Lapierre XR 929 Ultimate first ride review£6,500.00

Premium-equipped, super-rapid French fancy

Lapierre’s hyper-fast XC race machine has been tweaked for better technical trail handling, as long as you can get the ‘upside-down’ RS-1 fork to play nicely.

Lapierre XR 929 Ultimate specs

  • Frame: Carbon fibre, 100mm (3.9in) travel
  • Fork: RockShox RS-1 with XLoc remote, 100mm (3.9in) travel
  • Drivetrain: SRAM XX1 Eagle (1x12)
  • Wheelset: DT Swiss XR 1501 Spline ONE 29 Boost wheels
  • Tyres: Maxxis Ardent TR 29x2.25in (f) and Ikon TR 29x2.2in (r)
  • Brakes: SRAM Level Ultimate, 180/160mm rotors
  • Bar: Race Face Next flat, 720mm
  • Stem: Race Face Turbine, 70mm
  • Seatpost: Race Face Next rigid
  • Saddle: Lapierre VL-1743
  • Weight: 10.92kg (24.07lb), large size without pedals

A closer look at the Lapierre XR 929

The XR gets a totally new frame for this year, with a humped top tube, S-curved down tube and a bend in the seat tube for improved rear-wheel clearance.

Travel is still 100mm but the punctured-seat-tube shock arrangement of the previous XR has been replaced with a top-tube-mounted damper (in this case, a metric-length RockShox Deluxe) and hanging linkage.

Two dropped reinforcing struts create a distinctive stiffening ‘basket’ in the top corner of the frame, but it still comes in at a claimed 2.1kg (with shock and rear axle).

The chainstays are 5mm shorter than on last year’s bike and the rear pivots sit ahead of Boost-width dropouts. Lapierre has also stretched the top tube by 20mm to allow for shorter stems and slackened the head tube by a degree, to 70 degrees. It’s a shame that its unique ‘E:I’ load-sensing, self-tuning suspension isn’t available in the UK though.

The XR’s humped top tube, shock ‘basket’ and skinwall tyres give it a distinct look
The XR’s humped top tube, shock ‘basket’ and skinwall tyres give it a distinct look

As you’d hope for £6.5k, Lapierre hasn’t spared the kit budget. SRAM’s 12-speed XX1 Eagle is the pinnacle of performance transmissions, with faster, wider-range shifts, a uniquely clean driving feel and impressive wear life even in filthy conditions.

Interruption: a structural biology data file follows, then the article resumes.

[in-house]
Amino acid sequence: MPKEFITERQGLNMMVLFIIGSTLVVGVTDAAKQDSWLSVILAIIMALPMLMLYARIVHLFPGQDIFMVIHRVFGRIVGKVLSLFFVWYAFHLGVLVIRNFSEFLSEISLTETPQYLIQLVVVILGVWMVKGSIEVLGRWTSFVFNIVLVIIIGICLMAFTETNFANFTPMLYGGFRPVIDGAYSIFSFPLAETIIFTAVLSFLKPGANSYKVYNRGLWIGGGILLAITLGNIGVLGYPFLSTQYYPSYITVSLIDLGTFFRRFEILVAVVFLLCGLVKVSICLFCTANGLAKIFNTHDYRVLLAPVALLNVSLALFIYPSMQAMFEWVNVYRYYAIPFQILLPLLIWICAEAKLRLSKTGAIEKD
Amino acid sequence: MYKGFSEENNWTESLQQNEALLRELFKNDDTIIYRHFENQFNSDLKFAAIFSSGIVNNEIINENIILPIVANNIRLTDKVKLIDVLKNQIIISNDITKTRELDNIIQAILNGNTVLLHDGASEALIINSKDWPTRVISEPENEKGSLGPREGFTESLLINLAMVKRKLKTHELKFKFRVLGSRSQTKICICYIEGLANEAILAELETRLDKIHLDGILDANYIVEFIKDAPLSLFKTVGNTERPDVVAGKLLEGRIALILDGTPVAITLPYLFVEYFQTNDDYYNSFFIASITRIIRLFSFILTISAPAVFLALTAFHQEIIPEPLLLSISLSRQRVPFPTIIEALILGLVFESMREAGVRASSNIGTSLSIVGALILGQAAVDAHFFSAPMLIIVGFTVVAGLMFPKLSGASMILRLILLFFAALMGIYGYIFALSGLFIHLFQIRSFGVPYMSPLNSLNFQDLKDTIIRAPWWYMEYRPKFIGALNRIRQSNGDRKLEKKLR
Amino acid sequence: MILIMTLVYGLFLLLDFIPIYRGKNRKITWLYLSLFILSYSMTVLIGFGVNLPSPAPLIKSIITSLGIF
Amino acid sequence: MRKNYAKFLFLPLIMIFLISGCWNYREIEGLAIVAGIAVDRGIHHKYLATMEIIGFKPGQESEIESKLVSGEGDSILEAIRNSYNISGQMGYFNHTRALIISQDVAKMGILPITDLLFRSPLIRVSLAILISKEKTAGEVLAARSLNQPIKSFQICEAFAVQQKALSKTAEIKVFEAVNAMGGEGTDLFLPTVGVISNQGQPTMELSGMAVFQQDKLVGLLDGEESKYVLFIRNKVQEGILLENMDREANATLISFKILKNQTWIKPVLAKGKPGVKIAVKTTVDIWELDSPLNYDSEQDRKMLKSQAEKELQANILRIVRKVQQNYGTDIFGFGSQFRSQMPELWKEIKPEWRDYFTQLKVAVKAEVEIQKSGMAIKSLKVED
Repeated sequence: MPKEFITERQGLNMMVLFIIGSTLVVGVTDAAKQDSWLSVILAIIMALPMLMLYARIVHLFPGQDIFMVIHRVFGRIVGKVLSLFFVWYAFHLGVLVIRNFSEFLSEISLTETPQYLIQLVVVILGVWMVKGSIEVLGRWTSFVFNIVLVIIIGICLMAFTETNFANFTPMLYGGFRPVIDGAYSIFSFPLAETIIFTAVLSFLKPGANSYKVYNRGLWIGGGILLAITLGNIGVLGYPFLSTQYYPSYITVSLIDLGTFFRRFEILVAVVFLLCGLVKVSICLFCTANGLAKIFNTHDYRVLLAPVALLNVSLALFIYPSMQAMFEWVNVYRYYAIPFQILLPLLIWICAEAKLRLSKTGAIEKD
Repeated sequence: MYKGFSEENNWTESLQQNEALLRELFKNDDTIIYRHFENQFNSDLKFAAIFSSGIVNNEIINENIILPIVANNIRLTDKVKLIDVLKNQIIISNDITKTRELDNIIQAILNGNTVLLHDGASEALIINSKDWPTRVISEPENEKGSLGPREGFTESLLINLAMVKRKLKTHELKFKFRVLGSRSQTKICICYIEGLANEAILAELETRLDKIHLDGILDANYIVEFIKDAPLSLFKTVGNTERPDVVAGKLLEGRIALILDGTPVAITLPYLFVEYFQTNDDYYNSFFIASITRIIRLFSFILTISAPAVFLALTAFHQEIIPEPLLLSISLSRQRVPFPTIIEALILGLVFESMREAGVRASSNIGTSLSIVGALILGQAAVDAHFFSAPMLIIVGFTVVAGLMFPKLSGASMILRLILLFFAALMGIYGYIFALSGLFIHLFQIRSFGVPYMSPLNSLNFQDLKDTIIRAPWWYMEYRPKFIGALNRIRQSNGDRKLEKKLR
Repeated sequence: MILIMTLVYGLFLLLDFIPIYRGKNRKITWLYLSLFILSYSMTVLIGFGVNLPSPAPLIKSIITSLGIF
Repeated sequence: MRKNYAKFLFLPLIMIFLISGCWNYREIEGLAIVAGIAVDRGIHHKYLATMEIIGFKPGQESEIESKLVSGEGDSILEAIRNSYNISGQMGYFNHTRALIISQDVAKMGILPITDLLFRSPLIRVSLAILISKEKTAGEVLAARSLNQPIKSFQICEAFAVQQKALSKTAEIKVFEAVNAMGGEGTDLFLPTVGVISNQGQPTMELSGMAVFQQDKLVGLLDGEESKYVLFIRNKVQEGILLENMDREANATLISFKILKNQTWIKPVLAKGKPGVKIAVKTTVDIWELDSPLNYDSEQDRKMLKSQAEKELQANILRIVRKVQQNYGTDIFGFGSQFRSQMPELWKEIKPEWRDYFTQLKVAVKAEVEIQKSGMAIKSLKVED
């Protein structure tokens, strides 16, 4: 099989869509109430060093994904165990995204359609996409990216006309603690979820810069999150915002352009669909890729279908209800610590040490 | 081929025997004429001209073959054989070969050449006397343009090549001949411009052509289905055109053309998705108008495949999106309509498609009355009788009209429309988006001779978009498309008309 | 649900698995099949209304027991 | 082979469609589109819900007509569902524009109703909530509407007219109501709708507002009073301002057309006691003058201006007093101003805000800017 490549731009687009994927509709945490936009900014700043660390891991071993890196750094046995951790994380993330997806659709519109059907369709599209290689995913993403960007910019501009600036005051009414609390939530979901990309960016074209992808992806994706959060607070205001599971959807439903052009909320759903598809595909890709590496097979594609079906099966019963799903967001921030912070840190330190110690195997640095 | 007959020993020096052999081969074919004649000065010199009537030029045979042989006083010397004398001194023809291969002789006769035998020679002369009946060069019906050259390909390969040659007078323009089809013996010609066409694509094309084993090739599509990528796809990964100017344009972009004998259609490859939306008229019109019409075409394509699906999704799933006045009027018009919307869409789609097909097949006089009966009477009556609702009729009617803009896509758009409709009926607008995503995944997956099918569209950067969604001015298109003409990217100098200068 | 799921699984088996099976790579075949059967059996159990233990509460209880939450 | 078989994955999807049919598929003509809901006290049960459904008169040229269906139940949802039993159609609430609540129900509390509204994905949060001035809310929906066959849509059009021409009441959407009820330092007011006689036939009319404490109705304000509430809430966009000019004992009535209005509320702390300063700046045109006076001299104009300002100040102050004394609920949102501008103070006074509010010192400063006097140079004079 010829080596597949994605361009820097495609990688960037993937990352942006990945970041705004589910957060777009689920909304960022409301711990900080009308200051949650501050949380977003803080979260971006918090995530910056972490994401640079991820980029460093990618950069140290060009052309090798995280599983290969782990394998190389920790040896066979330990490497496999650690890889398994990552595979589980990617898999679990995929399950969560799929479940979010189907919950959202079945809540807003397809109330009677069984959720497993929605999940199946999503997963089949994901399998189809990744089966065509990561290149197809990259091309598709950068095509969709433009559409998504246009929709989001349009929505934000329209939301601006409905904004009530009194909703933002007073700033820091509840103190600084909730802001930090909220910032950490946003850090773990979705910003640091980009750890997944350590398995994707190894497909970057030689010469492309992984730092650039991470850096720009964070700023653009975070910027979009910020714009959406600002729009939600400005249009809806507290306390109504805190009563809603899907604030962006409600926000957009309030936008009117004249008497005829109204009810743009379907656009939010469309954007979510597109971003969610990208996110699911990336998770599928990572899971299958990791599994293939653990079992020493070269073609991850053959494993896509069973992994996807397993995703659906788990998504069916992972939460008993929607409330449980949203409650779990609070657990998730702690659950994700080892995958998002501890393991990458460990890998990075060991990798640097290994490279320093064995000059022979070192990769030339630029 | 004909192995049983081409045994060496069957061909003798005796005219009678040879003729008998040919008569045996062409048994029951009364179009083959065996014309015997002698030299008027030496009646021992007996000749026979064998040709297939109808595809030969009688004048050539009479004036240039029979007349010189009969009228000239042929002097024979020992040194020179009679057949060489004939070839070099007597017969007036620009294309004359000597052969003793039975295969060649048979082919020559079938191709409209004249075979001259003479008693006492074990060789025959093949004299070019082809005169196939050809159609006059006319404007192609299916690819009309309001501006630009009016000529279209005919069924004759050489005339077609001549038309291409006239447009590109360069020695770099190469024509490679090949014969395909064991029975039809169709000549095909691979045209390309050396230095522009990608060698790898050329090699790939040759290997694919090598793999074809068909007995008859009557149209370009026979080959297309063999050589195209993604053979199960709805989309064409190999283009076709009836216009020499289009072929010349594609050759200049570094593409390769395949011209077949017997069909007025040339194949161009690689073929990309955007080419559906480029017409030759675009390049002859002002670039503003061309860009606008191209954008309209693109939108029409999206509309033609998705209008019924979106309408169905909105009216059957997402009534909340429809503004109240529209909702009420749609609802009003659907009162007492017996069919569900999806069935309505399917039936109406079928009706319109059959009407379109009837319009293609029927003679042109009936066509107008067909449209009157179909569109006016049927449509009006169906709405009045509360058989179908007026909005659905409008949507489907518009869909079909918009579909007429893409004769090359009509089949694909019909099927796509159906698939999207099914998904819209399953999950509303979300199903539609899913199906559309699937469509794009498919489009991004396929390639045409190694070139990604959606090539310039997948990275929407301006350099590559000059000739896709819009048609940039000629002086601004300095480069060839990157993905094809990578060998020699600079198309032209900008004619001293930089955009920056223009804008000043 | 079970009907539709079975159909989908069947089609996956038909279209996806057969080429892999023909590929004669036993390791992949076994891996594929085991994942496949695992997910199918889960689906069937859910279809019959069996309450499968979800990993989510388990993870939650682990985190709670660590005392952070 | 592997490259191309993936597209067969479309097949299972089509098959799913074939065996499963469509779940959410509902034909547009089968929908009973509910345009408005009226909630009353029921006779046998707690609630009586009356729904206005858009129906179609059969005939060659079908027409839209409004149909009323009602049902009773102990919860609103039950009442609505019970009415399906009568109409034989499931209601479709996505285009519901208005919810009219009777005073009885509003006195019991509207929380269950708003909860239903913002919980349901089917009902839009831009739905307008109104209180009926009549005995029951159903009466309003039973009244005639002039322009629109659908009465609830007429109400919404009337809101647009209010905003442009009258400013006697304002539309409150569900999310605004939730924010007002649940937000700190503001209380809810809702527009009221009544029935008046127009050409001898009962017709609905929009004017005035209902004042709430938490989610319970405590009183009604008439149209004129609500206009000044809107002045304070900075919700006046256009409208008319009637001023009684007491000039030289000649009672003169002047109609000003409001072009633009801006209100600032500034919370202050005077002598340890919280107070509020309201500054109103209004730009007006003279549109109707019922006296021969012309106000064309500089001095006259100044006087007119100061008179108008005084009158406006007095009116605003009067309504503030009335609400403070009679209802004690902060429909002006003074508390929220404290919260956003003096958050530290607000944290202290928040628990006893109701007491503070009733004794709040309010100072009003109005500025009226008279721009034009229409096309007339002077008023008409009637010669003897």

Its Level Ultimate brakes are aptly named too, in terms of precision braking control. DT Swiss’s XR 1501 wheels are some of my favourite 29er hoops and the front comes with oversize ‘Predictive Steering’ hub ends to match RockShox’s radical RS-1 fork. The skinwall Maxxis Ardent Race and Ikon tyres are very light, very fast and very stylish. Race Face provides an appropriately light cockpit and fixed seatpost.

Lapierre XR 929 first impressions

With semi-slick tyres, tight wheels and a super-efficient drivetrain, the Lapierre leaps forwards with minimal effort. There’s a definite sense of twist and some torque loss through the narrow asymmetric seat tube/main pivot/chainstay-head area if you’re straining through a high gear though, so you need to spin rather than stomp for best results.

The soft start/firmer centre/ramped finish rear suspension character means great traction without obvious bob though, so I rarely touched the compression damping lever on the shock, even when PB-hunting on the climbs.

Complete with semi-slick tyres, tight wheels and a super-efficient drivetrain
Complete with semi-slick tyres, tight wheels and a super-efficient drivetrain

While the featherweight frame is unsurprisingly flexy along its length, the XR has got a more stable 455mm reach (large size) and 69-degree head angle than most XC race bikes. The 720mm bar is tight-tree and crowded-start-line-friendly, and the relatively short stem potentially gives fast, slide-saving reactions too.

Unfortunately, front end trust is seriously undermined by the startlingly vague steering of the hard-to-tune RS-1 fork. The ‘upside-down’ independent lower leg design also creates time-wasting wheel refit frustration if you puncture, marring an otherwise excellent race-focused bike and kit package.

Lapierre XR 929 Ultimate early verdict

Blisteringly rapid race/distance weapon, but the fork seriously undermines control and confidence.

This article was originally published in Mountain Biking UK magazine, available on Apple Newsstand and Zinio.

Guy Kesteven

Freelance Writer, UK
Guy started filling his brain with cycle stats and steaming up bike shop windows back in 1980. He worked the other side of those windows from '89 while getting a degree in “describing broken things covered in mud" (archaeology). Dug historical holes in the ground through the early '90s, then became a pro bike tester in '97. Guy has ridden thousands of bikes and even more components the world over since then and can remember them all in vivid, haunting detail. Can't remember where the car keys are, though.
  • Age: 45
  • Height: 180cm / 5' 11"
  • Weight: 68kg / 150lb
  • Waist: 76cm / 30in
  • Chest: 91cm / 36in
  • Discipline: Strict sadomasochist
  • Preferred Terrain: Technical off-piste singletrack and twisted back roads. Up, down, along — so long as it's faster than the last time he did it he's happy.
  • Current Bikes: An ever changing herd of test machines from Tri bikes to fat bikes and everything in between.
  • Dream Bike: His Nicolai Helius AM custom tandem
  • Beer of Choice: Theakston's Old Peculier (not Peculiar)
  • Location: Yorkshire, UK

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